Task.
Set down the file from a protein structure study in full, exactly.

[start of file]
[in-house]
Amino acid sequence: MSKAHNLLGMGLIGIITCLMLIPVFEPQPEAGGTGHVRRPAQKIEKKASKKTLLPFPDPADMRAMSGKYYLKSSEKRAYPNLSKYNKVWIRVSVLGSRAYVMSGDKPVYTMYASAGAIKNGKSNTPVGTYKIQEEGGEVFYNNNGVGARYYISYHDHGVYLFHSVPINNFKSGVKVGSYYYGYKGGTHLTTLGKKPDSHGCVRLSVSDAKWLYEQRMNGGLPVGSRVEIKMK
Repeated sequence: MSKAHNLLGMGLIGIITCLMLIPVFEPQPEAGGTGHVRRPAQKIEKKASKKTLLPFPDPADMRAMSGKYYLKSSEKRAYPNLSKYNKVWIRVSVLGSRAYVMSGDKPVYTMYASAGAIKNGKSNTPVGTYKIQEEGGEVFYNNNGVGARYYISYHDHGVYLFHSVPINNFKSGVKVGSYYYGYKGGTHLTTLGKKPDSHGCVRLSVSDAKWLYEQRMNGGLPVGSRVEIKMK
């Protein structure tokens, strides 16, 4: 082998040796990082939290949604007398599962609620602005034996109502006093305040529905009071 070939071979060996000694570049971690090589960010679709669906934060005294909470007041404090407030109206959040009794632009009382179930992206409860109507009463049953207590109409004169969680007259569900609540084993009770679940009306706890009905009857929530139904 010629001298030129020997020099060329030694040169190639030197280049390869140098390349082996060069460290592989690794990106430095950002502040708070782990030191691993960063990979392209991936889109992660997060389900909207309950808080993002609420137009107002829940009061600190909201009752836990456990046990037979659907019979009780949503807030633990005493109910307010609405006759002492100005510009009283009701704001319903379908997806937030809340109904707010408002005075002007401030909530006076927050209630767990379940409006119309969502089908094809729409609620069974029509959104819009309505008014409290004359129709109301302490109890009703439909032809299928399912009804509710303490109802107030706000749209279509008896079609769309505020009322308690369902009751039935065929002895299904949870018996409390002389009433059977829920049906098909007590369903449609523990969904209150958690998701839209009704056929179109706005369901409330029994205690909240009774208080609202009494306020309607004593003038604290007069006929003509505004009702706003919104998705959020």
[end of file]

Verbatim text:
[in-house]
Amino acid sequence: MSKAHNLLGMGLIGIITCLMLIPVFEPQPEAGGTGHVRRPAQKIEKKASKKTLLPFPDPADMRAMSGKYYLKSSEKRAYPNLSKYNKVWIRVSVLGSRAYVMSGDKPVYTMYASAGAIKNGKSNTPVGTYKIQEEGGEVFYNNNGVGARYYISYHDHGVYLFHSVPINNFKSGVKVGSYYYGYKGGTHLTTLGKKPDSHGCVRLSVSDAKWLYEQRMNGGLPVGSRVEIKMK
Repeated sequence: MSKAHNLLGMGLIGIITCLMLIPVFEPQPEAGGTGHVRRPAQKIEKKASKKTLLPFPDPADMRAMSGKYYLKSSEKRAYPNLSKYNKVWIRVSVLGSRAYVMSGDKPVYTMYASAGAIKNGKSNTPVGTYKIQEEGGEVFYNNNGVGARYYISYHDHGVYLFHSVPINNFKSGVKVGSYYYGYKGGTHLTTLGKKPDSHGCVRLSVSDAKWLYEQRMNGGLPVGSRVEIKMK
């Protein structure tokens, strides 16, 4: 082998040796990082939290949604007398599962609620602005034996109502006093305040529905009071 070939071979060996000694570049971690090589960010679709669906934060005294909470007041404090407030109206959040009794632009009382179930992206409860109507009463049953207590109409004169969680007259569900609540084993009770679940009306706890009905009857929530139904 010629001298030129020997020099060329030694040169190639030197280049390869140098390349082996060069460290592989690794990106430095950002502040708070782990030191691993960063990979392209991936889109992660997060389900909207309950808080993002609420137009107002829940009061600190909201009752836990456990046990037979659907019979009780949503807030633990005493109910307010609405006759002492100005510009009283009701704001319903379908997806937030809340109904707010408002005075002007401030909530006076927050209630767990379940409006119309969502089908094809729409609620069974029509959104819009309505008014409290004359129709109301302490109890009703439909032809299928399912009804509710303490109802107030706000749209279509008896079609769309505020009322308690369902009751039935065929002895299904949870018996409390002389009433059977829920049906098909007590369903449609523990969904209150958690998701839209009704056929179109706005369901409330029994205690909240009774208080609202009494306020309607004593003038604290007069006929003509505004009702706003919104998705959020």